Sunday Lowdown #90

PANDEMIC GRATITUDE

The big one this week is that I got new hearing aids. My previous set were about six years old. Imagine how the technology has changed. Just picture your cell phone from six years ago. I don’t know about you, my mine had one of those slide-out keyboards. Therefore, the difference is tremendous, and I’m told the new hearing aids have Bluetooth, which I’m not interested in. Pairing devices already drives me bonkers. Anyway, my brain has to get used to all the noises I can hear now, like the fact that toilet paper makes sound, I can hear rain through the roof, and my apartment has the eerie creaking of a haunted mansion.

Smaller, but still great, is that I won my first Goodreads giveaway. The book is The Office of Historical Corrections: A Novella and Stories by Danielle Evans. I’ve heard of people who win these things all the time, but in the twelve years I’ve been on there, not once was I notified of a shiny new book. Then again, I’m not signing up for these giveaways willy-nilly. I get alerts about contests for books already on my TBR shelf.

Below are images of a curry I made and an image I found on Reddit about Google predictions that made me smile. Also, Bill shared with me (just in time!) a new photo of darling Bingo the Dingo on his latest trip to Nullarbor Station.

THIS WEEK’S BLOG POSTS

I started this week with a goofy vampire audiobook called Reckoning by Jeaneine Frost that wasn’t meant to be a romp, but that’s what it was. Poor voice narration combined with some bad writing made for an audiobook at which I laughed — but wasn’t supposed to. I ended the week with a follow-up to the much beloved Chocolat by Joanne Harris. The Girl With No Shadow is a decidedly darker look at magic when it’s used for control and treachery, rather than divining a stranger’s favorite chocolate.

NEXT WEEK’S BLOG POSTS

Werewolves in October? Yes, please! I finished the Seasons of the Moon series by S.M. Reine. I’m not sure the Seasons of the Moon books (for young adults) are any less intense that the first series (The Descent, for adults), but I know I was just as emotionally involved with these teen characters as I was Reine’s adult ones. Review on Tuesday.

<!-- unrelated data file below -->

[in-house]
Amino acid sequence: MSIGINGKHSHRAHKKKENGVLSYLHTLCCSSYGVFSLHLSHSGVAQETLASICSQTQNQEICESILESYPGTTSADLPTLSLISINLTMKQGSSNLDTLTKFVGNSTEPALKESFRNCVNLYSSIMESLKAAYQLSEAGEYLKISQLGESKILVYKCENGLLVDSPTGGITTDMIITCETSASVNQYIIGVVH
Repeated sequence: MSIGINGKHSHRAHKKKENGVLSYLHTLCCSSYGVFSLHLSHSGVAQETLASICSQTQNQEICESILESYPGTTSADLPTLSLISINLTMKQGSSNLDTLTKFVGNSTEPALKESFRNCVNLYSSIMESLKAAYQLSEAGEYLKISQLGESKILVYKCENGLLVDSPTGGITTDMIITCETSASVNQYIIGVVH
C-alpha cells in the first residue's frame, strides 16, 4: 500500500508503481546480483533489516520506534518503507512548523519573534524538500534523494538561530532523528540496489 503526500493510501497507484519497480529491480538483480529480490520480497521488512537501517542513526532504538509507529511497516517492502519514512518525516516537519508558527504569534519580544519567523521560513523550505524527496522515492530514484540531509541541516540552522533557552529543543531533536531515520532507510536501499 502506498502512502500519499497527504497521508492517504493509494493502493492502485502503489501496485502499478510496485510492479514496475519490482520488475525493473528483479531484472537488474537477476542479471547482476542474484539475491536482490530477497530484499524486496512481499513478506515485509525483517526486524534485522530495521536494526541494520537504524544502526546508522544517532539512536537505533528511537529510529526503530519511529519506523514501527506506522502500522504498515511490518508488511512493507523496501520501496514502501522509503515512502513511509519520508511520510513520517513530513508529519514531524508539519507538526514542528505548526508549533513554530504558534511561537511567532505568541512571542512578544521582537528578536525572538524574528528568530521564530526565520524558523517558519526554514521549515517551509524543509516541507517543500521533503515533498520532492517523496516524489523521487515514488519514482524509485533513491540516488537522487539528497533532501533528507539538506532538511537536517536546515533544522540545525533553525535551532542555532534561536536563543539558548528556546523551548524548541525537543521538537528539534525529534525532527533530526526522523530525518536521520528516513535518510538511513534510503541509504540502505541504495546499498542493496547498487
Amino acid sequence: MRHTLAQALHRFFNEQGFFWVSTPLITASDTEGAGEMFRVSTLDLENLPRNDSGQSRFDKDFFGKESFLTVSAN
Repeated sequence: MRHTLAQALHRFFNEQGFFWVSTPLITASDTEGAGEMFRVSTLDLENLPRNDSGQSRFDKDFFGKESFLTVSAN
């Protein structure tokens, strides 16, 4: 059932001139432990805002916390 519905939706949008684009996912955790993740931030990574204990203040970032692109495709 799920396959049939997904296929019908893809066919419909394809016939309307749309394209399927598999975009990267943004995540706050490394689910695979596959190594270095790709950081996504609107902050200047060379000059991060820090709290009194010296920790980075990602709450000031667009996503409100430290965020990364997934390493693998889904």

Everyone wants to read something spooky/scary/horrifying in October, so I checked out An Elderly Lady is Up to No Good by Helene Tursten. This is another audio review. Tursten introduces readers to Maud, an 88-year-old little shit who is happy to kill anyone who disrupts her sense of normalcy. It was loads of fun; my review will be here on Thursday.

BOOKS ADDED TO THE TBR PILE

Some of these are new releases I heard about on CBS This Morning, and others were added as I read Monster She Wrote by Lisa Kröger and Melanie R. Anderson.

35 comments

  1. That cover for Elderly Lady! I love it when book covers contradict the tone of a book (I’m reminded of an excellent novel I read years ago, Hausfrau by Jill Essbaum, that had a very, very ‘pretty’ cover that served to highlight the dark themes.

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    • I hope the novelty wear off very soon! It sounds amazing, like seeing color for the first time, or something, but it’s actually quite overwhelming.

      An Elderly Lady is really fun. The first story, especially in audio, was my favorite.

      I hope you have a lovely weekend, too! It’s SO fall here.

      Liked by 1 person

  2. Bingo certainly pays me a lot of attention. I think it must be that in the past grey nomads have been feeding her but with Covid ending interstate tourism, the caravan park behind the roadhouse has been empty for months and Bingo has latched onto truckies as a new food source. Trouble is I only carry fruit and salad, probably not her normal diet.

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    • D’oh! It’s probably for the best you don’t feed her, but I still think about it. I know that when wild animals are fed, not only can they become a nuisance, but they stop hunting for their own food and suffer for it. Tell Bingo I said go find a ground squirrel (do you guys have squirrels??).

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        • That’s so wild to think of a place without squirrels. They’re EVERYWHERE in the Midwest. Not only that, but people on college campuses like to feed them. Then we get emails from the university about how squirrels are attacking people, so STOP FEEDING THE SQUIRRELS!

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  3. It’s strange enough changing glasses prescription every few years and being reminded that things actually have defined shapes – I can’t imagine upgrading hearing aids with the regular advances in technology! Congratulations on the new hearing aids 😊

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    • My eyes haven’t changed in years, but I’ve heard stories of people who didn’t realize leaves are individual things to make a collective, thinking instead trees are green masses. Thanks for the best wishes! I’m doing my best to adapt.